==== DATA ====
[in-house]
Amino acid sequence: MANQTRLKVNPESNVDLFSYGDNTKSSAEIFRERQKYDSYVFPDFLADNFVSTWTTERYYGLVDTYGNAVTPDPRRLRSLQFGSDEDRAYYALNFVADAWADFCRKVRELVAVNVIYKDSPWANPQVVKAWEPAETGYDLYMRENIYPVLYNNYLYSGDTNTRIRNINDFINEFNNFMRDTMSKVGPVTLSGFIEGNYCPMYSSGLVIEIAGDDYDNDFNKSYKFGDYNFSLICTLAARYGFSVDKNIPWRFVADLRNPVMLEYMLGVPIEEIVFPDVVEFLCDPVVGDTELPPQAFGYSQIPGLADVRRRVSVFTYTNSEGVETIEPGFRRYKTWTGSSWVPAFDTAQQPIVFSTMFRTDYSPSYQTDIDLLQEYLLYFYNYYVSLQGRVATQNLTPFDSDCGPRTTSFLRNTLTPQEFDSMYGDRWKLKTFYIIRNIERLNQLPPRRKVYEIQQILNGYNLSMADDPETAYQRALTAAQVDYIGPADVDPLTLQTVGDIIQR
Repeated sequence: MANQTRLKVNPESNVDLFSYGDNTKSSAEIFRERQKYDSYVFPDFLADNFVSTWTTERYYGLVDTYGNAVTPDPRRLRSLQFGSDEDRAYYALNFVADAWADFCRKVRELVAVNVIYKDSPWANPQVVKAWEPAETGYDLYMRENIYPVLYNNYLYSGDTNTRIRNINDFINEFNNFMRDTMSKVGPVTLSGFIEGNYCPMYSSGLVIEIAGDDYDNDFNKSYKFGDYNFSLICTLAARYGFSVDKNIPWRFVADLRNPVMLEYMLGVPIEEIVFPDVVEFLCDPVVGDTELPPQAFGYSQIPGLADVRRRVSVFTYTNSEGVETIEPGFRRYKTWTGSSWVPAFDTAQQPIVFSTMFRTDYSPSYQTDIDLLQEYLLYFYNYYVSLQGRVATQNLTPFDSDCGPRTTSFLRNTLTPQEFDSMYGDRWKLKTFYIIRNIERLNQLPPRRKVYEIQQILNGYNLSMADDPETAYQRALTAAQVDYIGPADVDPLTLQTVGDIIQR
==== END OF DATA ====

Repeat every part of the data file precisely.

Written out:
[in-house]
Amino acid sequence: MANQTRLKVNPESNVDLFSYGDNTKSSAEIFRERQKYDSYVFPDFLADNFVSTWTTERYYGLVDTYGNAVTPDPRRLRSLQFGSDEDRAYYALNFVADAWADFCRKVRELVAVNVIYKDSPWANPQVVKAWEPAETGYDLYMRENIYPVLYNNYLYSGDTNTRIRNINDFINEFNNFMRDTMSKVGPVTLSGFIEGNYCPMYSSGLVIEIAGDDYDNDFNKSYKFGDYNFSLICTLAARYGFSVDKNIPWRFVADLRNPVMLEYMLGVPIEEIVFPDVVEFLCDPVVGDTELPPQAFGYSQIPGLADVRRRVSVFTYTNSEGVETIEPGFRRYKTWTGSSWVPAFDTAQQPIVFSTMFRTDYSPSYQTDIDLLQEYLLYFYNYYVSLQGRVATQNLTPFDSDCGPRTTSFLRNTLTPQEFDSMYGDRWKLKTFYIIRNIERLNQLPPRRKVYEIQQILNGYNLSMADDPETAYQRALTAAQVDYIGPADVDPLTLQTVGDIIQR
Repeated sequence: MANQTRLKVNPESNVDLFSYGDNTKSSAEIFRERQKYDSYVFPDFLADNFVSTWTTERYYGLVDTYGNAVTPDPRRLRSLQFGSDEDRAYYALNFVADAWADFCRKVRELVAVNVIYKDSPWANPQVVKAWEPAETGYDLYMRENIYPVLYNNYLYSGDTNTRIRNINDFINEFNNFMRDTMSKVGPVTLSGFIEGNYCPMYSSGLVIEIAGDDYDNDFNKSYKFGDYNFSLICTLAARYGFSVDKNIPWRFVADLRNPVMLEYMLGVPIEEIVFPDVVEFLCDPVVGDTELPPQAFGYSQIPGLADVRRRVSVFTYTNSEGVETIEPGFRRYKTWTGSSWVPAFDTAQQPIVFSTMFRTDYSPSYQTDIDLLQEYLLYFYNYYVSLQGRVATQNLTPFDSDCGPRTTSFLRNTLTPQEFDSMYGDRWKLKTFYIIRNIERLNQLPPRRKVYEIQQILNGYNLSMADDPETAYQRALTAAQVDYIGPADVDPLTLQTVGDIIQR